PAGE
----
The way our student reporters present their verification

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(Note: The following documentation is a work-in-progress. It is subject to occasional reviews and revisions)

Headline format

  • Label: Fact-checking conclusion

Labels

  • False: The claim is demonstrably false. The photo/video has been doctored. Main debunking is about the claim and/or the authenticity of photo/video.
  • Misleading: Non-altered (not manipulated) evidence is used out of context or in a misleading way. The key evidence may be fact-based, but the claim and information associated with the evidence is not true.
  • No evidence: The claim cannot be substantiated with evidence in any way. …

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By Annie Lab team

Just when we are getting ready for the new semester, our university has decided to suspend all classes until Feb. 17 — “in light of the latest development of the novel coronavirus.” [update: our courses are now suspended until further notice].

It means our newsroom will be closed as well and our fact-checking project won’t be in full swing anytime soon. Until then, we will have to see what we can do with limited resources.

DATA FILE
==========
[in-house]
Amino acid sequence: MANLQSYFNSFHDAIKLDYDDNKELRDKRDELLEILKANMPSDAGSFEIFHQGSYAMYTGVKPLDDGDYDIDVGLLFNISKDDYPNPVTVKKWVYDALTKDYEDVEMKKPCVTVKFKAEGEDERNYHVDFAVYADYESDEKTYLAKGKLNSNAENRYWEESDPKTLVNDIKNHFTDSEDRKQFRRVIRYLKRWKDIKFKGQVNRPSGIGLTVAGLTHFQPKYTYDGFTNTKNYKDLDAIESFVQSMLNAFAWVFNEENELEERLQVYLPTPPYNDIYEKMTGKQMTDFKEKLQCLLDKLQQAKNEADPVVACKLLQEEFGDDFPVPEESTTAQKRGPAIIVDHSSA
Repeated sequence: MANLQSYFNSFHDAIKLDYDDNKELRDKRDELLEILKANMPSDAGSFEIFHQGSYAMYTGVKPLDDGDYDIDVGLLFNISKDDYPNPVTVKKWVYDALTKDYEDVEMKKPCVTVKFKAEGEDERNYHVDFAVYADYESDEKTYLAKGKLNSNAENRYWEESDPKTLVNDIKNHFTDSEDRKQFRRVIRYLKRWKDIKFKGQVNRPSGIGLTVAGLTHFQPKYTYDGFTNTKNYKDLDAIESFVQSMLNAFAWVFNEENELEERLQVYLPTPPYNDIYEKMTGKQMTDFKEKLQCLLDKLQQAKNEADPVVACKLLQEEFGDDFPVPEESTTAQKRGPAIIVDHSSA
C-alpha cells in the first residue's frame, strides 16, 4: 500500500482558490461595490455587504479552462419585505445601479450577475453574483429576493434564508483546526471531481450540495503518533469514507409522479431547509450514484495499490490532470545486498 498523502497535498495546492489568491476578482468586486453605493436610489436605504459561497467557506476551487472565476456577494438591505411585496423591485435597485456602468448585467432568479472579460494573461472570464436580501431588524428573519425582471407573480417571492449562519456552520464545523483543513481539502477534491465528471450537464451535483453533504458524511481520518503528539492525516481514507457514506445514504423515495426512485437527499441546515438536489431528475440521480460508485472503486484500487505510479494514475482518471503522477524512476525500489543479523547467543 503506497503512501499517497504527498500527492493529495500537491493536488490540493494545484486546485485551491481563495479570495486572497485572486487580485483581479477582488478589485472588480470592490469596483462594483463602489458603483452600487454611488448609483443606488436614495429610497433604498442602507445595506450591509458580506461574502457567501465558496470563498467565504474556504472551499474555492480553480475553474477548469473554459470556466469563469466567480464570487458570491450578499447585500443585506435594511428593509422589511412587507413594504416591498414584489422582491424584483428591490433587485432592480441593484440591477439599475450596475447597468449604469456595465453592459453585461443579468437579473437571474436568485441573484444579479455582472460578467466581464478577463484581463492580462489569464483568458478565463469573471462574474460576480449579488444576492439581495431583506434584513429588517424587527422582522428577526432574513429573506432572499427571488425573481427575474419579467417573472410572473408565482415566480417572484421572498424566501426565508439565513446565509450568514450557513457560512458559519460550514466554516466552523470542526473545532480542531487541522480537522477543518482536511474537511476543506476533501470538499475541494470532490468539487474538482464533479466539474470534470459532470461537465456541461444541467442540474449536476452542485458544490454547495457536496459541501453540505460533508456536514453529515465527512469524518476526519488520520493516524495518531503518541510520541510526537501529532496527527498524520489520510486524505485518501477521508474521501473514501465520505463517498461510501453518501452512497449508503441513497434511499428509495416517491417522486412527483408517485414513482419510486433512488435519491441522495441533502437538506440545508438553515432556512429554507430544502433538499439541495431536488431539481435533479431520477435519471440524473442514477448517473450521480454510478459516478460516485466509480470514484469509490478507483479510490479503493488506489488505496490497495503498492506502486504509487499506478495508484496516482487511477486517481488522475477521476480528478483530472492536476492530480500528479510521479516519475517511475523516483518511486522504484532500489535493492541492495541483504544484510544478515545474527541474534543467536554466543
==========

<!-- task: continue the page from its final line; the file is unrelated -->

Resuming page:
So, we decided to experiment with Flipboard and have created a magazine to share our bookmarks of all the coronavirus verification stories we come across.

Please feel free to follow us and if you have any content that has not yet been investigated by anyone, please contact us.


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Annie Lab is a member of the #CoronaVirusFacts Alliance led by the International Fact-Checking Network (IFCN) at the Poynter Institute since January 2020. We work with more than 100 fact-checkers around the world to investigate misinformation, find facts and disseminate findings surrounding the COVID-19 pandemic.Our work has also been recognized by Duke Reporters' Lab as one of the global fact-checking sites.

In recent years a constant stream of fraudulent news stories has given rise to troubling cultural trends and alarming political movements across the world.

False claims, misleading factoids, exaggerations, propaganda, hoaxes, rumors, questionable advertising, radical extremism and other types of misinformation and disinformation are now being masqueraded and distributed as news. …

About

Masato Kajimoto

An associate professor at HKU Journalism, specializing in news literacy & misinformation ecosystem in Asia. 香港大學副教授 (ジャーナリズム)。専門はアジアにおける情報の生態系及びニュースリテラシー。

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